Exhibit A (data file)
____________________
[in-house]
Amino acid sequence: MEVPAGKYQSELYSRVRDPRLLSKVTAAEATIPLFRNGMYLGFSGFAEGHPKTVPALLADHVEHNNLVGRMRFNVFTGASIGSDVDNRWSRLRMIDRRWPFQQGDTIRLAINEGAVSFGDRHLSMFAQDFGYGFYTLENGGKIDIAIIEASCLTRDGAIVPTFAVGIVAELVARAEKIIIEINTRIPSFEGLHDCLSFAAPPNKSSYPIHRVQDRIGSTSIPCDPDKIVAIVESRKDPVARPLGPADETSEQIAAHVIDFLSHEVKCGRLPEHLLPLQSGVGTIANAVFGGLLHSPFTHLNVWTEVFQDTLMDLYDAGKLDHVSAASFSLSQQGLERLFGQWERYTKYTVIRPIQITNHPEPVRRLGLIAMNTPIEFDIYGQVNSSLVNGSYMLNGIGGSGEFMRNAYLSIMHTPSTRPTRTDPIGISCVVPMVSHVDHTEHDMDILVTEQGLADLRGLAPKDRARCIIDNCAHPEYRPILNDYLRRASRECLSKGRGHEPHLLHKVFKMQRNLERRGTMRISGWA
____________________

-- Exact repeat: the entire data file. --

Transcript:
[in-house]
Amino acid sequence: MEVPAGKYQSELYSRVRDPRLLSKVTAAEATIPLFRNGMYLGFSGFAEGHPKTVPALLADHVEHNNLVGRMRFNVFTGASIGSDVDNRWSRLRMIDRRWPFQQGDTIRLAINEGAVSFGDRHLSMFAQDFGYGFYTLENGGKIDIAIIEASCLTRDGAIVPTFAVGIVAELVARAEKIIIEINTRIPSFEGLHDCLSFAAPPNKSSYPIHRVQDRIGSTSIPCDPDKIVAIVESRKDPVARPLGPADETSEQIAAHVIDFLSHEVKCGRLPEHLLPLQSGVGTIANAVFGGLLHSPFTHLNVWTEVFQDTLMDLYDAGKLDHVSAASFSLSQQGLERLFGQWERYTKYTVIRPIQITNHPEPVRRLGLIAMNTPIEFDIYGQVNSSLVNGSYMLNGIGGSGEFMRNAYLSIMHTPSTRPTRTDPIGISCVVPMVSHVDHTEHDMDILVTEQGLADLRGLAPKDRARCIIDNCAHPEYRPILNDYLRRASRECLSKGRGHEPHLLHKVFKMQRNLERRGTMRISGWA